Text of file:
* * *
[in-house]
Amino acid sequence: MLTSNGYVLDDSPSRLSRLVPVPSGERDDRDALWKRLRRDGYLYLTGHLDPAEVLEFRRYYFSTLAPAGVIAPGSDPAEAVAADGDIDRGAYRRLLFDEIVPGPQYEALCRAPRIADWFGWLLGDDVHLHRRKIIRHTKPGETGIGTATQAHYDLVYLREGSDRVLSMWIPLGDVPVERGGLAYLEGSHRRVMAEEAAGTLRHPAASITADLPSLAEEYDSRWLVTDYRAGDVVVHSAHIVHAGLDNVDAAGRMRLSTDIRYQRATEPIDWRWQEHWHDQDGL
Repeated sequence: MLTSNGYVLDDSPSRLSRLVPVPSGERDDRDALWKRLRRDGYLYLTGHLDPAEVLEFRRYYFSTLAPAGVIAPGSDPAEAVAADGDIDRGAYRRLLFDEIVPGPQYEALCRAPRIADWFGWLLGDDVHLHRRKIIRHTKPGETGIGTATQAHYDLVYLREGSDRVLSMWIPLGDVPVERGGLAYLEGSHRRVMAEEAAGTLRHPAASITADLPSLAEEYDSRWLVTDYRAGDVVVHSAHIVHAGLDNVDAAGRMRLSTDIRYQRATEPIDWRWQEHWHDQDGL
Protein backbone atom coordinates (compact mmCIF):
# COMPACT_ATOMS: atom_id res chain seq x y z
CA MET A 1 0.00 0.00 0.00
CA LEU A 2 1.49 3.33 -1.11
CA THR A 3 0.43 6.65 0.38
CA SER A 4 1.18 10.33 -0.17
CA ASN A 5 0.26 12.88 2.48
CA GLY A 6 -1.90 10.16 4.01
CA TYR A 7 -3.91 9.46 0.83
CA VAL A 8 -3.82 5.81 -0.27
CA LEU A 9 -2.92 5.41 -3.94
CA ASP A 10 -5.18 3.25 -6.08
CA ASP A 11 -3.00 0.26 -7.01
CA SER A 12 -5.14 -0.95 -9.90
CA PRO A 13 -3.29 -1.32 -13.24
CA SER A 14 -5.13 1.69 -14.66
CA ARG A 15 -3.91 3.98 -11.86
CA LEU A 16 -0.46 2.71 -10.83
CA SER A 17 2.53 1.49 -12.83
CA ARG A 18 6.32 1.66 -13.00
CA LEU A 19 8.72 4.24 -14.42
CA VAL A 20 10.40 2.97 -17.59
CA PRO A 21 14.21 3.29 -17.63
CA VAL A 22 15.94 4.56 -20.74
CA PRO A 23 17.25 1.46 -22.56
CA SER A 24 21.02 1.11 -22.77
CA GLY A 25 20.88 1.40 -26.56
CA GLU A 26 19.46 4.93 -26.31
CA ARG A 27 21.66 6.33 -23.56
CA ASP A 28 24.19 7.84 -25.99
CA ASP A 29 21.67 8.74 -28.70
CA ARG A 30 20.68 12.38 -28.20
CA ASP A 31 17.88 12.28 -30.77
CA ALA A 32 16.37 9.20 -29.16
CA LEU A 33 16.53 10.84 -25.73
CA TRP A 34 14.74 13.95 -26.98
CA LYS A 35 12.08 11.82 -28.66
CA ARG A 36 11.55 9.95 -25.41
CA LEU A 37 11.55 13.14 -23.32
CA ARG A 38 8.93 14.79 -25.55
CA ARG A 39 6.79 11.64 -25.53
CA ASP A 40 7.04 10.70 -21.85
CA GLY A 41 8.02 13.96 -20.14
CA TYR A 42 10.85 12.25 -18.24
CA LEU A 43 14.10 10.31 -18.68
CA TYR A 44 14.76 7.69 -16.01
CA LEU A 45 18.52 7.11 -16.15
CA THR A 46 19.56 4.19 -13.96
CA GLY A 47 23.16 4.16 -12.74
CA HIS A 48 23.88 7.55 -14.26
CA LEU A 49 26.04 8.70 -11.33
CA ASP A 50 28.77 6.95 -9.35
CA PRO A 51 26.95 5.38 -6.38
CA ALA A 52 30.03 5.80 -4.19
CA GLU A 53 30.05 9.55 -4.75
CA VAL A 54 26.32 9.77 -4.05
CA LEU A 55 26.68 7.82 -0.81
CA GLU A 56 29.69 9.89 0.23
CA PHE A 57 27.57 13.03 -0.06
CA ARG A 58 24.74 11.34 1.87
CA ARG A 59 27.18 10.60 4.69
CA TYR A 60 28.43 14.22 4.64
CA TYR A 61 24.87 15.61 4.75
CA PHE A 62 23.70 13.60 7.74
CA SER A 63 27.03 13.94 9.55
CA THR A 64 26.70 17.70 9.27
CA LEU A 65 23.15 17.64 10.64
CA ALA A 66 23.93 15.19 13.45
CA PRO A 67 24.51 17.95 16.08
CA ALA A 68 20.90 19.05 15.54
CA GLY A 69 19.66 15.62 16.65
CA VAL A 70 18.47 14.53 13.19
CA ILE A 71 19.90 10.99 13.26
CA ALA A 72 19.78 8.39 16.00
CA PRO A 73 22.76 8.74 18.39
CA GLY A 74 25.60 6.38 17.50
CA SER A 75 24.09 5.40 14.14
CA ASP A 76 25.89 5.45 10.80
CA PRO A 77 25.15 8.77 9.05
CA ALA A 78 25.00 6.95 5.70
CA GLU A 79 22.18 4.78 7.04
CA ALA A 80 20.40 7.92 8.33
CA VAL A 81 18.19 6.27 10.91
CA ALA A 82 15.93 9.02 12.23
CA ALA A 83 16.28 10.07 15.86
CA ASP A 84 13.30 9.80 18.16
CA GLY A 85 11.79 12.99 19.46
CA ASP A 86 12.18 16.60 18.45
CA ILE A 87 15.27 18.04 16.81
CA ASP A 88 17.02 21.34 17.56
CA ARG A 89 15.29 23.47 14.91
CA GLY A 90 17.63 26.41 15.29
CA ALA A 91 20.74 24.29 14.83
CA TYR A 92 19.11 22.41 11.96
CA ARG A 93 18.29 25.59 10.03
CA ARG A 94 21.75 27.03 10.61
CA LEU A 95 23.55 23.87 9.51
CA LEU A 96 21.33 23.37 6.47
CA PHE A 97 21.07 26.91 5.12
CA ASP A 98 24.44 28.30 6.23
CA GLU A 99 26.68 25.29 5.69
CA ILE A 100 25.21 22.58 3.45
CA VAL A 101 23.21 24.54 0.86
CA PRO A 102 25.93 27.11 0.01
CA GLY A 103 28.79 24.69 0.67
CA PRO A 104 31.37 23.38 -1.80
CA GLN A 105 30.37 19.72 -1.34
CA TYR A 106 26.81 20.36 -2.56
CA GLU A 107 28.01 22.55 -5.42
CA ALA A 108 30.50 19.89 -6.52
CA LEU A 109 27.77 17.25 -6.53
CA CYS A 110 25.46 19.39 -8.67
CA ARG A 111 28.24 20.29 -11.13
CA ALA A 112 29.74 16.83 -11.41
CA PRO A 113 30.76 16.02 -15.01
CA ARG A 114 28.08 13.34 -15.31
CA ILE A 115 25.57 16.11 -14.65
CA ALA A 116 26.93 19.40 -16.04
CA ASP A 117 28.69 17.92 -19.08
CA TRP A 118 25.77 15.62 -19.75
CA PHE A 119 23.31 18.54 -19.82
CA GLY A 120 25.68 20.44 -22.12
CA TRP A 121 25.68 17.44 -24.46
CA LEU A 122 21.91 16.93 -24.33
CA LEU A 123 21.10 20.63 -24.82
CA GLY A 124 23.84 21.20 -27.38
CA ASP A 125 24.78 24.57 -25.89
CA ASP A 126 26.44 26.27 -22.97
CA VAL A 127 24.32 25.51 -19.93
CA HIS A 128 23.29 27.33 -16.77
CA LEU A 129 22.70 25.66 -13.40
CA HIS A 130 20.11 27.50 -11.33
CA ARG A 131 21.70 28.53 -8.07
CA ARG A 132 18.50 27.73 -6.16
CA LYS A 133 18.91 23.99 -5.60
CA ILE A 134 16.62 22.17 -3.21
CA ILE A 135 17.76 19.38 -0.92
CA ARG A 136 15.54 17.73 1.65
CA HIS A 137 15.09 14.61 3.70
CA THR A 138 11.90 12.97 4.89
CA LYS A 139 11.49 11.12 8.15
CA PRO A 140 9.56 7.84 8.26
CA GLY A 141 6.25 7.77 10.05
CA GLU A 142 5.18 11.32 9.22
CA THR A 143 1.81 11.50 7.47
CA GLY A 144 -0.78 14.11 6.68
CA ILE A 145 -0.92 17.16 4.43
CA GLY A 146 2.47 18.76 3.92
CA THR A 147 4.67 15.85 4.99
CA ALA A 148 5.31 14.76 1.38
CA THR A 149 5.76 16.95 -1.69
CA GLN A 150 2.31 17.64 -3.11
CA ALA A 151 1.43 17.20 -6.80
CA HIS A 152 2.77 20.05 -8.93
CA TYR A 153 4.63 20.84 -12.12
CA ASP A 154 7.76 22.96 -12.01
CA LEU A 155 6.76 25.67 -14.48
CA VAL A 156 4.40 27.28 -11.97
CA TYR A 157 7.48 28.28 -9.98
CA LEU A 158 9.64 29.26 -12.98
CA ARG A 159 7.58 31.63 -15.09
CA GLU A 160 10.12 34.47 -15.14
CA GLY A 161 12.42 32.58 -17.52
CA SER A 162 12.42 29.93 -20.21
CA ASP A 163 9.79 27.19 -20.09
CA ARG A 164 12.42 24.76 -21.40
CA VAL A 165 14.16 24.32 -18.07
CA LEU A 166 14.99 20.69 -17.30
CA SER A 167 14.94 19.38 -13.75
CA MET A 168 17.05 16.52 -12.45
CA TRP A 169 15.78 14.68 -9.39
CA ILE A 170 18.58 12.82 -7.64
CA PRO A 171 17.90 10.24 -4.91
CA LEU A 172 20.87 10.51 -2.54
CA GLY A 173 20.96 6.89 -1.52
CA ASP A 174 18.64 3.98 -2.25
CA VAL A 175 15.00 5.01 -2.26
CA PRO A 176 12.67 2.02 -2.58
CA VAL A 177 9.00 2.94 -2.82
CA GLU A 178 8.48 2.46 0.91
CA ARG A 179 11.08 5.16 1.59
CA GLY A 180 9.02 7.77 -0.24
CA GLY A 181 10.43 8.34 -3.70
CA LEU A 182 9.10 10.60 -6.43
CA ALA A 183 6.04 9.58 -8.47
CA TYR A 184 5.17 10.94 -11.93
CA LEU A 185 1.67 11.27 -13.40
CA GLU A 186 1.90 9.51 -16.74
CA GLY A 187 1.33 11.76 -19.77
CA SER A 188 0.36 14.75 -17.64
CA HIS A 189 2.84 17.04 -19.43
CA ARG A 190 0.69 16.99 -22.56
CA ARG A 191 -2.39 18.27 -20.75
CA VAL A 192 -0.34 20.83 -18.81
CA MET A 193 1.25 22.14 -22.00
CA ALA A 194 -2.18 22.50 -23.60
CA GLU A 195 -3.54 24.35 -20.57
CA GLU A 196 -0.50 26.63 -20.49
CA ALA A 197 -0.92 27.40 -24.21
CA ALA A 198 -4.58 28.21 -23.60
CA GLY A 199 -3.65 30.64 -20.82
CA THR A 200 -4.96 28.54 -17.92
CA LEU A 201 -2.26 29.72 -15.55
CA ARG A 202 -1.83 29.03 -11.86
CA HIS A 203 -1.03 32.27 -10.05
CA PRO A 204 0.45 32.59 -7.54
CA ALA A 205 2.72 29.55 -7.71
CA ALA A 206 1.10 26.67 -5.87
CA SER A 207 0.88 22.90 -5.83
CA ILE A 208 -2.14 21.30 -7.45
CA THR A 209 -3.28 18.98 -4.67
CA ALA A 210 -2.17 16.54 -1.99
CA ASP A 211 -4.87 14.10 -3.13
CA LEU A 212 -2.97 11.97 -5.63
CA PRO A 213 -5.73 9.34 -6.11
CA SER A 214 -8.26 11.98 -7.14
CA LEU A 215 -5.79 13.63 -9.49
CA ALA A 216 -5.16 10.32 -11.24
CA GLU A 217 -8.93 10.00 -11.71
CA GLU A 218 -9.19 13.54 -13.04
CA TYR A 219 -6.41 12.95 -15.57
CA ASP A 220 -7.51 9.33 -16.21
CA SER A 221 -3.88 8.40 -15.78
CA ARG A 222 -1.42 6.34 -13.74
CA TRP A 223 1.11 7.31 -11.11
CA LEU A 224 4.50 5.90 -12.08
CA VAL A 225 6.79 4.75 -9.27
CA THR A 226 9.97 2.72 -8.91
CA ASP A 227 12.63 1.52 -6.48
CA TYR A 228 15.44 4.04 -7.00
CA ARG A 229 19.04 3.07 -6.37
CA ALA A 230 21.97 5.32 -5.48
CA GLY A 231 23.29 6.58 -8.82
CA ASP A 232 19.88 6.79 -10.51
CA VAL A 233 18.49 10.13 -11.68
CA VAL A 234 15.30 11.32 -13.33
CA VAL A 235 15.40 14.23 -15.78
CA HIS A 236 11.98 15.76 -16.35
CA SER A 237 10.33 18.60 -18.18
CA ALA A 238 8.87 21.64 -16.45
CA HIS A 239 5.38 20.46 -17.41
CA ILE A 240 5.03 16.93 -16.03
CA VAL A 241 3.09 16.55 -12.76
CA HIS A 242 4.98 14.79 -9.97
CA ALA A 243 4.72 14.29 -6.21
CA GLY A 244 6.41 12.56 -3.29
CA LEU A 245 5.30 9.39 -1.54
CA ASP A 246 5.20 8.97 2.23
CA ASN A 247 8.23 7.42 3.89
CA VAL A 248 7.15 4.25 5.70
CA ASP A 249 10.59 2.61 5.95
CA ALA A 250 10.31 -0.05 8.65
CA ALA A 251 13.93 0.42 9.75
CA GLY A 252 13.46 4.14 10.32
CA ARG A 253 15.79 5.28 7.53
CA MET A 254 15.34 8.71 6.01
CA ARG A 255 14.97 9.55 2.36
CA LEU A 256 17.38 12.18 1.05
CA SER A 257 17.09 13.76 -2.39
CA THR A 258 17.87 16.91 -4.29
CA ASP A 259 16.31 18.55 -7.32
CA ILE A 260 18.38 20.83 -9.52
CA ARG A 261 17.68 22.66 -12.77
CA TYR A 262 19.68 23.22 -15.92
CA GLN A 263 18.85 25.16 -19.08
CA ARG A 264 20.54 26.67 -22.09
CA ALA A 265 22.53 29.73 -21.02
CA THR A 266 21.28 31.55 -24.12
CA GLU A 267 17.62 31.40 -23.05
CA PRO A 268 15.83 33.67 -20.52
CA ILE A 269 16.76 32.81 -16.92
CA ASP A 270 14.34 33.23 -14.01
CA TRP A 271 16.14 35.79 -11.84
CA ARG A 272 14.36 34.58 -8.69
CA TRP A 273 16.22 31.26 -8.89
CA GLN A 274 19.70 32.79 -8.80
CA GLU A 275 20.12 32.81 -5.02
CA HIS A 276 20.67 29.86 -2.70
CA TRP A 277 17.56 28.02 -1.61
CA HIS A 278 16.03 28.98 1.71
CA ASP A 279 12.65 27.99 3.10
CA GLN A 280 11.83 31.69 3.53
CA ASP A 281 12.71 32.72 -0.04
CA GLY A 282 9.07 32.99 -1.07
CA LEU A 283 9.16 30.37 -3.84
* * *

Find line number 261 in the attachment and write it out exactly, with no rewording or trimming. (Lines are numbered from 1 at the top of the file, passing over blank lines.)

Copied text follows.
CA LEU A 256 17.38 12.18 1.05